Print 17 comment(s) - last by iceolate.. on Feb 11 at 3:58 PM

Study finds the more people there are around you if you are distracted you more likely to crash

Many states around the country have put bans on using handheld cell phones while driving on the books. The goal of these laws is to reduce the number of distractions while driving in the hopes of reducing the number of traffic accidents. 

Many states have also enacted bans on texting while driving in addition to talking on a handheld phone while driving. The states with the bans in place do still allow the driver to use hands free devices to talk while driving. A recent study conducted by the Highway Loss Data Institute found that bans on driving while talking on a handheld phone didn't reduce the accident rates in areas where the bans were enacted.

Adrian Lund, president of both the Insurance Institute for Highway Safety and HLDI, said about the study, "The laws aren't reducing crashes, even though we know that such laws have reduced hand-held phone use, and several studies have established that phoning while driving increases crash risk."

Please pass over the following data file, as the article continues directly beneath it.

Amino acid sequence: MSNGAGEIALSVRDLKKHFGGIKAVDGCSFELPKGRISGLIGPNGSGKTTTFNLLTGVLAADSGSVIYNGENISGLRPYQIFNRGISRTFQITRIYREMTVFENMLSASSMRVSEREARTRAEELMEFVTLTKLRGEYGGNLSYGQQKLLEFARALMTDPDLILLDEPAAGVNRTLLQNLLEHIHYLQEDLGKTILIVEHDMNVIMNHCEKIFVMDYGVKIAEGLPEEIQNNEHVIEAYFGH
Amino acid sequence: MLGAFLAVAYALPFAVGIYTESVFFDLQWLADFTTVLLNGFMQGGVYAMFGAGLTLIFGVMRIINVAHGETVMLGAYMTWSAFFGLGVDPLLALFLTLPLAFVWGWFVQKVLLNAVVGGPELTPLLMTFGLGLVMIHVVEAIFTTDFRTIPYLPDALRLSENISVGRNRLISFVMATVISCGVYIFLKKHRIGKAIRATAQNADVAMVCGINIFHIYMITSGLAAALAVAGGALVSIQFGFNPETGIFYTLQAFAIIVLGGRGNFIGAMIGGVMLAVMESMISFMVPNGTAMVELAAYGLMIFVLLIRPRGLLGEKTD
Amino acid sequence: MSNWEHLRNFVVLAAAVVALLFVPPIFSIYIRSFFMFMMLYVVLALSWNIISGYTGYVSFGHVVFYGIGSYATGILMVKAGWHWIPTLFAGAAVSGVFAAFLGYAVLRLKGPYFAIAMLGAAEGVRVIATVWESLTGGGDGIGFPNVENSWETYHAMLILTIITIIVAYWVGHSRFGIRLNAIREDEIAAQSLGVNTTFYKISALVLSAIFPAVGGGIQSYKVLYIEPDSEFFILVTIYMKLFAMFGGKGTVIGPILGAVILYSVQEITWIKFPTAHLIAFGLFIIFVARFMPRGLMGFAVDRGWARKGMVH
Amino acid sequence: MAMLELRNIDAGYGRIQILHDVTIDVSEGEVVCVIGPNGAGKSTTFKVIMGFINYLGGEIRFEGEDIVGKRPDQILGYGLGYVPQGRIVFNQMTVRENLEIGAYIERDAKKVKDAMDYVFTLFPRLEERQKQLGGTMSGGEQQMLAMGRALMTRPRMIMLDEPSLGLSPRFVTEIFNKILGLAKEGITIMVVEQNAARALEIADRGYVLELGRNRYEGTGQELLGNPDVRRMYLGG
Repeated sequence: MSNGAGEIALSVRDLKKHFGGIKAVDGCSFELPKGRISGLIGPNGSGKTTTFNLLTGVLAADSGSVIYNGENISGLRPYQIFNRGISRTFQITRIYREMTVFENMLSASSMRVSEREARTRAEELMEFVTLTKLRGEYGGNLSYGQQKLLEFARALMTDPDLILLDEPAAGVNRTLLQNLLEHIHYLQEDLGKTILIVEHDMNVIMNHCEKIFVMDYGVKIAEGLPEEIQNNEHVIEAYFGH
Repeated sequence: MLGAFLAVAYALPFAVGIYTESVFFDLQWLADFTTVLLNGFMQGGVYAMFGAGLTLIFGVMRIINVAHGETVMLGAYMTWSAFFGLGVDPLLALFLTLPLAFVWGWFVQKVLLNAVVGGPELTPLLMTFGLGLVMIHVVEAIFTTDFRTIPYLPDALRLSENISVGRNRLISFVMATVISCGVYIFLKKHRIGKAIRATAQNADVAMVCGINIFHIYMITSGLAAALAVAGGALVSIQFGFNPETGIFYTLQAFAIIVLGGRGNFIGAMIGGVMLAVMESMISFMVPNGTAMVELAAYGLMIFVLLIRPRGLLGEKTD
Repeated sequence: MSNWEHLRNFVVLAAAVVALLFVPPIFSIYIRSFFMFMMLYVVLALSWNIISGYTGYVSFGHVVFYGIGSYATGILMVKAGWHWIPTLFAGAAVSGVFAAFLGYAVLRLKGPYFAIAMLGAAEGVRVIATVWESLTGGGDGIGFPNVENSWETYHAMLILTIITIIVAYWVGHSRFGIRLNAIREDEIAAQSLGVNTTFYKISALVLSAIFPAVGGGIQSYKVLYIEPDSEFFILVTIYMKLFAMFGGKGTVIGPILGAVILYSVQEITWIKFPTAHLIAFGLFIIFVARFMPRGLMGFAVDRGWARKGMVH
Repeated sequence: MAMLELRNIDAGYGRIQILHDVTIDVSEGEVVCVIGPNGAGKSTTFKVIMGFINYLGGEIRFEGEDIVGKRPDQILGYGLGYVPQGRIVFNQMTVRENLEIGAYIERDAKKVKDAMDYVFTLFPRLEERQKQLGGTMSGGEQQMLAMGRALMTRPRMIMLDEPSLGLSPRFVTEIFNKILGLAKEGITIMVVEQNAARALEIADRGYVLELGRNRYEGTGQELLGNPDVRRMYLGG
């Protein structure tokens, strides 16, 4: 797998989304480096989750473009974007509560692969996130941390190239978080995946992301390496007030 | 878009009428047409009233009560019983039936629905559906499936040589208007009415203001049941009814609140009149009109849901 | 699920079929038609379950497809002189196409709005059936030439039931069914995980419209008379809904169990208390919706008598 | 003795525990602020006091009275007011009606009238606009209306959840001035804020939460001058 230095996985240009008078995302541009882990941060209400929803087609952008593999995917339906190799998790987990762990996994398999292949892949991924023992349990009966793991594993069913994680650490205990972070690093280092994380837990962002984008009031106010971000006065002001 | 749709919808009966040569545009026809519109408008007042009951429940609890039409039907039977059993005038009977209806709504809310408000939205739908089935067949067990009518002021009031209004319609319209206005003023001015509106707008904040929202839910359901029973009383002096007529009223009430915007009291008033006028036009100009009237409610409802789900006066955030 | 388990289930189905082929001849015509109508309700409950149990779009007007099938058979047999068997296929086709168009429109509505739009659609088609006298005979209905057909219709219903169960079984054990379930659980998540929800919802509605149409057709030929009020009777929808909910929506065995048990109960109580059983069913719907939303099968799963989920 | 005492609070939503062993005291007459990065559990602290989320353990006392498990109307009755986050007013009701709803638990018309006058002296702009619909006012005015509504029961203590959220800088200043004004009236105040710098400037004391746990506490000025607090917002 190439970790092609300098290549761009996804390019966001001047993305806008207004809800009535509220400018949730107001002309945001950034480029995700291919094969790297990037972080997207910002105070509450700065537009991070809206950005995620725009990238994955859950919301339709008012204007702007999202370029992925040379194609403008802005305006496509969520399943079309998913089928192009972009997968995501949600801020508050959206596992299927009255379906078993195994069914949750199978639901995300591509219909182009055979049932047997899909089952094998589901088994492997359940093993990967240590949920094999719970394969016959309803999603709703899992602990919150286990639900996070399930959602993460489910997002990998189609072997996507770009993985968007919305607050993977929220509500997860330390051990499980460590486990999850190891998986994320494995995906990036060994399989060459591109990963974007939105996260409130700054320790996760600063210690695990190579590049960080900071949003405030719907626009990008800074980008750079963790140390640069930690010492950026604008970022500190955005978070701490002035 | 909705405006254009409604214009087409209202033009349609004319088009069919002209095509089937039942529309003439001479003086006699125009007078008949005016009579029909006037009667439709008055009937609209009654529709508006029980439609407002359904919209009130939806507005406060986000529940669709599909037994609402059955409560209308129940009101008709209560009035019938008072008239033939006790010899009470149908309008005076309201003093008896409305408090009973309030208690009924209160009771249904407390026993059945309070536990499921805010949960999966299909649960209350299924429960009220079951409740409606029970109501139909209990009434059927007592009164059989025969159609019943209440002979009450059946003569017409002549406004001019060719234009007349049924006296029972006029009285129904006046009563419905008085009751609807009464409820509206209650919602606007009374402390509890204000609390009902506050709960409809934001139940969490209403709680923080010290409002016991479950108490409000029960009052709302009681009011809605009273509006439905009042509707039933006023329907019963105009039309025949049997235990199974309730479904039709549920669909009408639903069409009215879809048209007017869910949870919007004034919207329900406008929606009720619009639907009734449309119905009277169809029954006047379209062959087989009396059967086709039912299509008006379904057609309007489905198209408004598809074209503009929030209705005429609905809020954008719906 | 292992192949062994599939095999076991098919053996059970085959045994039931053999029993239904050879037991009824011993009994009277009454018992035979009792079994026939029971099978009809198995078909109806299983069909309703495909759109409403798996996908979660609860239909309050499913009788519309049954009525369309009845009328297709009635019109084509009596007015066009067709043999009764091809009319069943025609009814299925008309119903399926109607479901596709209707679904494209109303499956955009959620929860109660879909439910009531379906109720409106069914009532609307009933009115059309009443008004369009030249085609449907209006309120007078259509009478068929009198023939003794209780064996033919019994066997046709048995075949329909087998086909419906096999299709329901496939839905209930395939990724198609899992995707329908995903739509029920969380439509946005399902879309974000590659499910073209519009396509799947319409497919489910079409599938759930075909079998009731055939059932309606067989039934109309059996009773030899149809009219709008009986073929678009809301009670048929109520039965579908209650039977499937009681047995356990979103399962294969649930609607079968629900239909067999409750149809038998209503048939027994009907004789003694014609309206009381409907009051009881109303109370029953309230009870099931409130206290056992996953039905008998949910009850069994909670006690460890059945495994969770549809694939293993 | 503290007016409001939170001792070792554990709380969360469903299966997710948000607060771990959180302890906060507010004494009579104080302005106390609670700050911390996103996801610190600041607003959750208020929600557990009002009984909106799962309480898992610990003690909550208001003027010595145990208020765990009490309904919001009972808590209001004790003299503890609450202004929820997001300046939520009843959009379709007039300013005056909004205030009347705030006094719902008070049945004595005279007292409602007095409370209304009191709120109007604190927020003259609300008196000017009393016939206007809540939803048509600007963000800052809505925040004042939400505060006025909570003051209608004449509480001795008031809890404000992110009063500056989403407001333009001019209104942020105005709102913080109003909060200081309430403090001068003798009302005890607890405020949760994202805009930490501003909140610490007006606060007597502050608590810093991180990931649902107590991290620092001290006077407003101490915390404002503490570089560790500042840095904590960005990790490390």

The study didn’t pinpoint a reason for why a reduction in accident's hadn't been seen in most areas, but speculation was that perhaps using a hands free device was just as distracting as talking on a handheld phone while driving. The study did point out that a reduction in accidents was noted after the ban on handheld phones in New York, but the reduction had begun before the ban was enacted.

new study has been conducted by Sheldon H. Jacobson, a professor of computer science and director of the simulation and optimization laboratory at the University of Illinois. The study looked at the relationship between pre and post ban auto accidents using data from 62 counties. Jacobson and his co-researchers published their study in a coming issue of a journal called Transportation Research Part A: Policy and Practice.